“And then, ironically enough, they did the spin-off in London,” he laughs. “Ashes To Ashes was set in London. I saw that and I thought, ‘Oh, for God’s sake, we could have worked something out.’ It’s a shame. It’s gone now.”
He adds: “I get bored – it was, ‘I’ve done everything I can with this character, there’s nowhere else I can go.’ There were so many different reasons and a lot of them were the fact that I couldn’t do anything else with Sam Tyler. He just became a sort of shaking his head and tutting. He didn’t get the funny lines in it.
“I think they found it hard to write for him, whereas they got more and more pleasure of writing for Gene. Quite understandably, because he was a fantastic character to write for.
“And so I can feel a backlash coming – and I could in the back of my head with Life On Mars, that I thought we’d done enough. 16 hours non-stop on screen.
“It’s only now, with years and years and years of hindsight that I think, ‘It was so iconic that show.’ Then maybe one more. I don’t know. But there’s no point regretting things like that. They did Ashes To Ashes and that was a great success and Phil’s done fantastically well out of it. I had great fun. And I’m quite pleased with my 16 hours of Seventies’ cop drama.”
Some fans hoped he would return for the finale of Ashes. “No. That was never going to happen. It was a totally different show. I didn’t want to and they didn’t ask me.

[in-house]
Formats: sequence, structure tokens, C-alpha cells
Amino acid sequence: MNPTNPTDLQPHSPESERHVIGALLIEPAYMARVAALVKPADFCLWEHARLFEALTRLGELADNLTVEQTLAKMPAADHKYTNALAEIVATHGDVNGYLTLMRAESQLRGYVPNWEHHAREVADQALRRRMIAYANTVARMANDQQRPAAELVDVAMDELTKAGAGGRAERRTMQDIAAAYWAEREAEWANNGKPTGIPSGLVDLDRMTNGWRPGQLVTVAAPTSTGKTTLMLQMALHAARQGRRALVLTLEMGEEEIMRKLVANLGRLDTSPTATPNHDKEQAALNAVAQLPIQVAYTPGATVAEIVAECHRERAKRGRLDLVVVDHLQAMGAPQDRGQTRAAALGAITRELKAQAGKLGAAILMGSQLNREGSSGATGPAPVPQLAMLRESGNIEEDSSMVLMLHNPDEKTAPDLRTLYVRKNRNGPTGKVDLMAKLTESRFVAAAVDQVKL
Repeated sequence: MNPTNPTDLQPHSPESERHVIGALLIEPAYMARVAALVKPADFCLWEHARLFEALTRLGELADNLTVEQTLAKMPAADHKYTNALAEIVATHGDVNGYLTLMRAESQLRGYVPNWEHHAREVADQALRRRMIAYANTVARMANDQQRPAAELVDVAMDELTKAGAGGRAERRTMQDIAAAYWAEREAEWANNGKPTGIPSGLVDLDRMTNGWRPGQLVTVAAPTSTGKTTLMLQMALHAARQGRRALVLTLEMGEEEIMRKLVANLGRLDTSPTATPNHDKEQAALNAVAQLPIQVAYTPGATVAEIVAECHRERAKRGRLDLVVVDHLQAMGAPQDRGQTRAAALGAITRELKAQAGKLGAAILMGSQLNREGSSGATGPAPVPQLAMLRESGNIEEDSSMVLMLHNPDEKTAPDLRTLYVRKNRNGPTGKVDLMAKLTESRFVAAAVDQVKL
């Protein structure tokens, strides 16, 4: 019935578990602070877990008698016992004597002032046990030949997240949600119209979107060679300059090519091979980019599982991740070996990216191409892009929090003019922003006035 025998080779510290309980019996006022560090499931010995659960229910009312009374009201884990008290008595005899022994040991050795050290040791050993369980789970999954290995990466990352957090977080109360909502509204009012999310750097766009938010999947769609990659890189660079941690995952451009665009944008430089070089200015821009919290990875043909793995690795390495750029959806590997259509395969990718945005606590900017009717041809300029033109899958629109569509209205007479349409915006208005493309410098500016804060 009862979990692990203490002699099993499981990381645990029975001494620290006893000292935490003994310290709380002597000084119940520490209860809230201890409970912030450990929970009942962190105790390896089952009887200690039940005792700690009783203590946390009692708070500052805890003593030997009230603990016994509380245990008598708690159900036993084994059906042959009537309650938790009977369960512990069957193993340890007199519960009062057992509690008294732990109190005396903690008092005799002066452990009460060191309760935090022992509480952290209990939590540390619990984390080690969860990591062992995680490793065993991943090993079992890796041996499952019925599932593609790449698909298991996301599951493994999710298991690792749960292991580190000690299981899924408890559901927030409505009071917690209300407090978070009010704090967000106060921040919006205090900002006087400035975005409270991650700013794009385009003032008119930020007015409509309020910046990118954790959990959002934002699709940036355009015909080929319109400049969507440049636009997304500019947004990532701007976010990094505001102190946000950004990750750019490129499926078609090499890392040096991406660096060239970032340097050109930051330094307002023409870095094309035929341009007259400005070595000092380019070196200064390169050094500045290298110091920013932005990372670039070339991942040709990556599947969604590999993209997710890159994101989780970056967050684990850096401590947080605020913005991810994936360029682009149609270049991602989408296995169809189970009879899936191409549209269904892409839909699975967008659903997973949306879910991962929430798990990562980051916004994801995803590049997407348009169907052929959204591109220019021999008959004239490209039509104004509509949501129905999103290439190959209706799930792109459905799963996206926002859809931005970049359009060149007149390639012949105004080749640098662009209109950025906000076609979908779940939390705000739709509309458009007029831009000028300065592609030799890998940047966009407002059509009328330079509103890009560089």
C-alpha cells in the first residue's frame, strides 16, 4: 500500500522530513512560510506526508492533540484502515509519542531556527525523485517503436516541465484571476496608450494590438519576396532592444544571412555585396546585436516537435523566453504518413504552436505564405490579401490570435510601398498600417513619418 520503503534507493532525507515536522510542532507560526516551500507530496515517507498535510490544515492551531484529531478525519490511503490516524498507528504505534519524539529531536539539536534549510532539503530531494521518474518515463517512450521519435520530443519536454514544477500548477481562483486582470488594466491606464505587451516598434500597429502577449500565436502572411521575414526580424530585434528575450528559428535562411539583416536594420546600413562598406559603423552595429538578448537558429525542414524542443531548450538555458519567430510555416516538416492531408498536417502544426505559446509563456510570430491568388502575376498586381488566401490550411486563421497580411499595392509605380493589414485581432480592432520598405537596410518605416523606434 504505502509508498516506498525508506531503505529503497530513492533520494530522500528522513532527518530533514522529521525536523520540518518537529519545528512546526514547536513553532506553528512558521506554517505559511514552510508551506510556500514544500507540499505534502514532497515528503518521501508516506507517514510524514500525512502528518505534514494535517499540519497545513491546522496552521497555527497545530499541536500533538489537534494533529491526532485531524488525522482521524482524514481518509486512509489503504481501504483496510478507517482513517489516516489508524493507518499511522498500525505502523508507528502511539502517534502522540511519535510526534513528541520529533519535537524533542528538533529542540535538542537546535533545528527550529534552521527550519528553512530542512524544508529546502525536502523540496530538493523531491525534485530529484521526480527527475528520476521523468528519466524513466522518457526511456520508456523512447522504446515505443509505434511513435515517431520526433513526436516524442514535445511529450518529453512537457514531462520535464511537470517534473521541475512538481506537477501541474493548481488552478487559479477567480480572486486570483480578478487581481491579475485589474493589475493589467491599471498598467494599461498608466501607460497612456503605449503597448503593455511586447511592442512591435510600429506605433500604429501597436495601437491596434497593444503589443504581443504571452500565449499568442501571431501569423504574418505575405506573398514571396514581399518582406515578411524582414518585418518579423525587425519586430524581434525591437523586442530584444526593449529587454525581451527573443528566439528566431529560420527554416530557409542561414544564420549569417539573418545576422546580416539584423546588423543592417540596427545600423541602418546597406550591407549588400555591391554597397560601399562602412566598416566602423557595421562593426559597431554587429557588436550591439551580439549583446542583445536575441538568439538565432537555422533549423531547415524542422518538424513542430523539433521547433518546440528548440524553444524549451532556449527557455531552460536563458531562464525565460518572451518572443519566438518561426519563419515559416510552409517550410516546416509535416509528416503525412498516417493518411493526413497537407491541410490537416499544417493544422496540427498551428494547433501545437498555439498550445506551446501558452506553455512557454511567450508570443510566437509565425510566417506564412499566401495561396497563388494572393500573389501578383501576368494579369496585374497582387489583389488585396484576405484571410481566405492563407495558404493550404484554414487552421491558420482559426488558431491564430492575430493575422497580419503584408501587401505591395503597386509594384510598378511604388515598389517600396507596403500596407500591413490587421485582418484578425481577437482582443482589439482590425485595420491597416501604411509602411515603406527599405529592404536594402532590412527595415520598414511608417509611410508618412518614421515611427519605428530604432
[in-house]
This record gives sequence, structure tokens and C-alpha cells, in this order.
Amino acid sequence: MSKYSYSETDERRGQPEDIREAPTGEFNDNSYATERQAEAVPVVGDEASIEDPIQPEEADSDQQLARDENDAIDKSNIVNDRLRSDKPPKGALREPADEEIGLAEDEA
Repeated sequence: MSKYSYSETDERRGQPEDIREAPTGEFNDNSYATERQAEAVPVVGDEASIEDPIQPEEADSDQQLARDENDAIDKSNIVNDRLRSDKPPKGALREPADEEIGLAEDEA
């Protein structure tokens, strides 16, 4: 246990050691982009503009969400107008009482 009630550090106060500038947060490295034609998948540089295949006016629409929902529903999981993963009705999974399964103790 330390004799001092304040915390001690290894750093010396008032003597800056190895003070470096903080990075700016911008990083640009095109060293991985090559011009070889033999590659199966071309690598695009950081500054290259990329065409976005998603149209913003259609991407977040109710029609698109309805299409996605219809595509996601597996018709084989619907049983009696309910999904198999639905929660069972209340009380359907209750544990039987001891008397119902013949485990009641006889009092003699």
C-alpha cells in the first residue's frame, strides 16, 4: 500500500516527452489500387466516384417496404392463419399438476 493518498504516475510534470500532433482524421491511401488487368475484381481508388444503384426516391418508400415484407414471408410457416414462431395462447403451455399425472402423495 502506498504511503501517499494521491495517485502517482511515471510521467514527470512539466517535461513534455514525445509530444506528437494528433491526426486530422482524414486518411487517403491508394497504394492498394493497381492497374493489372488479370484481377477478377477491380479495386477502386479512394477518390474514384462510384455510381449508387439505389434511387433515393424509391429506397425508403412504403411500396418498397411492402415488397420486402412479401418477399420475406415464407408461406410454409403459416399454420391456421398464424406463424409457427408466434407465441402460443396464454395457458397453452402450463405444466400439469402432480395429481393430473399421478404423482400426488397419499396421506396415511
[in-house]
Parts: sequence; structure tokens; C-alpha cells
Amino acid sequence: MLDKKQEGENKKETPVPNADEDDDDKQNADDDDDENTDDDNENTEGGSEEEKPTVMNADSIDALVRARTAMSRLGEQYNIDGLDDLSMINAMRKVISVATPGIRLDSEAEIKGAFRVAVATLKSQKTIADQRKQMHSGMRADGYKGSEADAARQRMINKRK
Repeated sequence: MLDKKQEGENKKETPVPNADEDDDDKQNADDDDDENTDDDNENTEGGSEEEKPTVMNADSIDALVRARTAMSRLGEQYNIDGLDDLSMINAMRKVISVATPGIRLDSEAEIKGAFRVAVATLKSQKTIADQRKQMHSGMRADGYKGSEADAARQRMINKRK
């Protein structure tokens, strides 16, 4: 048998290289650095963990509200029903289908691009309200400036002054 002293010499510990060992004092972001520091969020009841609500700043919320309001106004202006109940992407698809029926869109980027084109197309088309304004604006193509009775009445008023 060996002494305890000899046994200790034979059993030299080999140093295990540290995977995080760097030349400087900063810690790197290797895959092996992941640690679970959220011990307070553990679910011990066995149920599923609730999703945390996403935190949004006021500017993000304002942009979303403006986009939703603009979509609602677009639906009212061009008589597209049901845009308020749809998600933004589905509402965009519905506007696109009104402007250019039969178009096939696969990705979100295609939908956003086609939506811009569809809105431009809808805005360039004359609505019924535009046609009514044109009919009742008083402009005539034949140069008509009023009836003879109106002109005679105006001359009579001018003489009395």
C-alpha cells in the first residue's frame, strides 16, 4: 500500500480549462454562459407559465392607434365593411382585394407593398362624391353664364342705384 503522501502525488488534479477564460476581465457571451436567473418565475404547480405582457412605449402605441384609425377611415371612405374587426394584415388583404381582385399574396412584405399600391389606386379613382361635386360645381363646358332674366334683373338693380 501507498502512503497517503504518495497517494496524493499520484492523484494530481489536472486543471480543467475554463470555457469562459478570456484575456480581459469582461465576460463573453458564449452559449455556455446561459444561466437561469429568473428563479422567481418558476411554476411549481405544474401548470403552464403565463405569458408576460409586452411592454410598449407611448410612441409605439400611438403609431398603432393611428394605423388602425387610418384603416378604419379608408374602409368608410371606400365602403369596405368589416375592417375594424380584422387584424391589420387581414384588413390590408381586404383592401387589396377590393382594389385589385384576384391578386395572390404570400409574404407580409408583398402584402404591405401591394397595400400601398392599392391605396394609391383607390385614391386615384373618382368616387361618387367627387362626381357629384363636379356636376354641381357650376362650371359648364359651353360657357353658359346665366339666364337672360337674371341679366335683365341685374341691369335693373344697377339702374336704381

“It was very strange. I watched the first episode and it was so weird watching those characters without me stood next to them. Because they were all in my head.
“I couldn’t deal with it. I found it very difficult to watch. But I loved playing Sam Tyler and I loved working with Phil. But, you know, I work with Phil every 10 minutes, so I’m not going to miss that.”
Set to film a second series of Sky1’s Mad Dogs with Glenister, John also doesn’t rule out returning to his role as The Master in Doctor Who.
“I’m sure I could but no-one’s mentioned it. Steven Moffat is a brilliant writer and it would be nice to see what he does with The Master. Maybe they’d want him to regenerate into somebody much younger. Somebody from Skins or something like that. Or a woman. And what would be wrong with that?
“They can do whatever they want with The Master. You’re at their mercy. But I’d seriously consider it if they asked me. I’d love to have a go at Matt Smith because I think he’s really great.”
Would John ever shy away from a high profile role because of the subsequent media and public attention they attract?
“Oh, no way, no. The attention is the attention, that’s what it is. But it’s not going to stop me doing things like that. I’m incredibly proud of Life On Mars and Doctor Who. They’re just a blast to do. Why not?
“You do the serious stuff, the classical stuff, the populist stuff and sci-fi stuff. You’re an actor, try everything.”
Exile begins on BBC1 at 9pm on Sunday May 1.